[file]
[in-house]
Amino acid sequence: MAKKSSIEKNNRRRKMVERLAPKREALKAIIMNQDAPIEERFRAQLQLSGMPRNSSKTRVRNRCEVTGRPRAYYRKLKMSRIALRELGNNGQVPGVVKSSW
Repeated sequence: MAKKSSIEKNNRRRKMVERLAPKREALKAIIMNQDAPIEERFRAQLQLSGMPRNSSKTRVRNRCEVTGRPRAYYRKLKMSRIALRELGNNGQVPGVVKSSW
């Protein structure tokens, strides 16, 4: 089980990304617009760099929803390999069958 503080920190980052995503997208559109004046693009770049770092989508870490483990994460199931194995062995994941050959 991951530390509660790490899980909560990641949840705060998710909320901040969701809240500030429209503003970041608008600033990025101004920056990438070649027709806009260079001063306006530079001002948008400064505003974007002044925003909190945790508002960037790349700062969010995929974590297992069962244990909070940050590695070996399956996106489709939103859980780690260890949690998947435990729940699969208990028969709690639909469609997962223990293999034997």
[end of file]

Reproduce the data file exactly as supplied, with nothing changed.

[in-house]
Amino acid sequence: MAKKSSIEKNNRRRKMVERLAPKREALKAIIMNQDAPIEERFRAQLQLSGMPRNSSKTRVRNRCEVTGRPRAYYRKLKMSRIALRELGNNGQVPGVVKSSW
Repeated sequence: MAKKSSIEKNNRRRKMVERLAPKREALKAIIMNQDAPIEERFRAQLQLSGMPRNSSKTRVRNRCEVTGRPRAYYRKLKMSRIALRELGNNGQVPGVVKSSW
């Protein structure tokens, strides 16, 4: 089980990304617009760099929803390999069958 503080920190980052995503997208559109004046693009770049770092989508870490483990994460199931194995062995994941050959 991951530390509660790490899980909560990641949840705060998710909320901040969701809240500030429209503003970041608008600033990025101004920056990438070649027709806009260079001063306006530079001002948008400064505003974007002044925003909190945790508002960037790349700062969010995929974590297992069962244990909070940050590695070996399956996106489709939103859980780690260890949690998947435990729940699969208990028969709690639909469609997962223990293999034997």